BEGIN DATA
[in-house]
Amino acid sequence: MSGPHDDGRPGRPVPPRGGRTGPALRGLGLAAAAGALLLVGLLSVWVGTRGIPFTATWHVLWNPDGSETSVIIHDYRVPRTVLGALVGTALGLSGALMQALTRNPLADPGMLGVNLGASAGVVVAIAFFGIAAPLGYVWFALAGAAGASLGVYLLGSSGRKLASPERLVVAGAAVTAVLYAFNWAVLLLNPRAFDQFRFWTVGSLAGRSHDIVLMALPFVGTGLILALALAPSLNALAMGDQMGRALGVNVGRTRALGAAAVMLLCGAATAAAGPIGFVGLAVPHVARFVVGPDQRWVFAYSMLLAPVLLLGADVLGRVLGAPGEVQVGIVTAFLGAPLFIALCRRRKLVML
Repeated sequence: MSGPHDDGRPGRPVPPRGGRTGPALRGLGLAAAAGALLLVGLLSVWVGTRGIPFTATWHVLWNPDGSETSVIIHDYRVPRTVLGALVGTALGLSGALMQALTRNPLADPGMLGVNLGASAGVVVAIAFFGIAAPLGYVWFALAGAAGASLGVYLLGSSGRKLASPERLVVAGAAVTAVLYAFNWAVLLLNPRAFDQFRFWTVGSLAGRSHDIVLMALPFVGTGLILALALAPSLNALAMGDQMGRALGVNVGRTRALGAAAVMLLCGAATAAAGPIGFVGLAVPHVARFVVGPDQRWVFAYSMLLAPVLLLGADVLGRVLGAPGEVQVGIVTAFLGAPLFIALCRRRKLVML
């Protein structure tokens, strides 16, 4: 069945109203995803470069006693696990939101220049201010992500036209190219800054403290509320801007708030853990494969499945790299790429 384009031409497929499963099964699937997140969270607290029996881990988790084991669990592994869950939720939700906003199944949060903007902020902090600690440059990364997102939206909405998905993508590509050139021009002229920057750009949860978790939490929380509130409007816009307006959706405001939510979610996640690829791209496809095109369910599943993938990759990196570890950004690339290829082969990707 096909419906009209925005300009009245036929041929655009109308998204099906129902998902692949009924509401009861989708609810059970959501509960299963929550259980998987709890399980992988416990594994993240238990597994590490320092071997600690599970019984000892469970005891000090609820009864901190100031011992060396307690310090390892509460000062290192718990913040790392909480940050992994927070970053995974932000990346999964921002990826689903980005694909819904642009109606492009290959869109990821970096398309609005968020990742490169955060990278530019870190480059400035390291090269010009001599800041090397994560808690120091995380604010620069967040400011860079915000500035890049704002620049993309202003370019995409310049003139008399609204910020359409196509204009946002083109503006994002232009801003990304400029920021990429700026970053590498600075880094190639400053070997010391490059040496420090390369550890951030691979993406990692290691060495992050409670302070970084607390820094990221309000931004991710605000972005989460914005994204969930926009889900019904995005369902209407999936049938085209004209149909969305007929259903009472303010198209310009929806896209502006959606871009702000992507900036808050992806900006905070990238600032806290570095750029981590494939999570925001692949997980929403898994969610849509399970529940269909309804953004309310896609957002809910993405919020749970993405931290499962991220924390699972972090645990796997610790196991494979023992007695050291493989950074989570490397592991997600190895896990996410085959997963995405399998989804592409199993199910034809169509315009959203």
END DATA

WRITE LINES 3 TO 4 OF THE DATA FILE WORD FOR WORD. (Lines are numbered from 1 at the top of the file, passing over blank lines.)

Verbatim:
Repeated sequence: MSGPHDDGRPGRPVPPRGGRTGPALRGLGLAAAAGALLLVGLLSVWVGTRGIPFTATWHVLWNPDGSETSVIIHDYRVPRTVLGALVGTALGLSGALMQALTRNPLADPGMLGVNLGASAGVVVAIAFFGIAAPLGYVWFALAGAAGASLGVYLLGSSGRKLASPERLVVAGAAVTAVLYAFNWAVLLLNPRAFDQFRFWTVGSLAGRSHDIVLMALPFVGTGLILALALAPSLNALAMGDQMGRALGVNVGRTRALGAAAVMLLCGAATAAAGPIGFVGLAVPHVARFVVGPDQRWVFAYSMLLAPVLLLGADVLGRVLGAPGEVQVGIVTAFLGAPLFIALCRRRKLVML
């Protein structure tokens, strides 16, 4: 069945109203995803470069006693696990939101220049201010992500036209190219800054403290509320801007708030853990494969499945790299790429 384009031409497929499963099964699937997140969270607290029996881990988790084991669990592994869950939720939700906003199944949060903007902020902090600690440059990364997102939206909405998905993508590509050139021009002229920057750009949860978790939490929380509130409007816009307006959706405001939510979610996640690829791209496809095109369910599943993938990759990196570890950004690339290829082969990707 096909419906009209925005300009009245036929041929655009109308998204099906129902998902692949009924509401009861989708609810059970959501509960299963929550259980998987709890399980992988416990594994993240238990597994590490320092071997600690599970019984000892469970005891000090609820009864901190100031011992060396307690310090390892509460000062290192718990913040790392909480940050992994927070970053995974932000990346999964921002990826689903980005694909819904642009109606492009290959869109990821970096398309609005968020990742490169955060990278530019870190480059400035390291090269010009001599800041090397994560808690120091995380604010620069967040400011860079915000500035890049704002620049993309202003370019995409310049003139008399609204910020359409196509204009946002083109503006994002232009801003990304400029920021990429700026970053590498600075880094190639400053070997010391490059040496420090390369550890951030691979993406990692290691060495992050409670302070970084607390820094990221309000931004991710605000972005989460914005994204969930926009889900019904995005369902209407999936049938085209004209149909969305007929259903009472303010198209310009929806896209502006959606871009702000992507900036808050992806900006905070990238600032806290570095750029981590494939999570925001692949997980929403898994969610849509399970529940269909309804953004309310896609957002809910993405919020749970993405931290499962991220924390699972972090645990796997610790196991494979023992007695050291493989950074989570490397592991997600190895896990996410085959997963995405399998989804592409199993199910034809169509315009959203």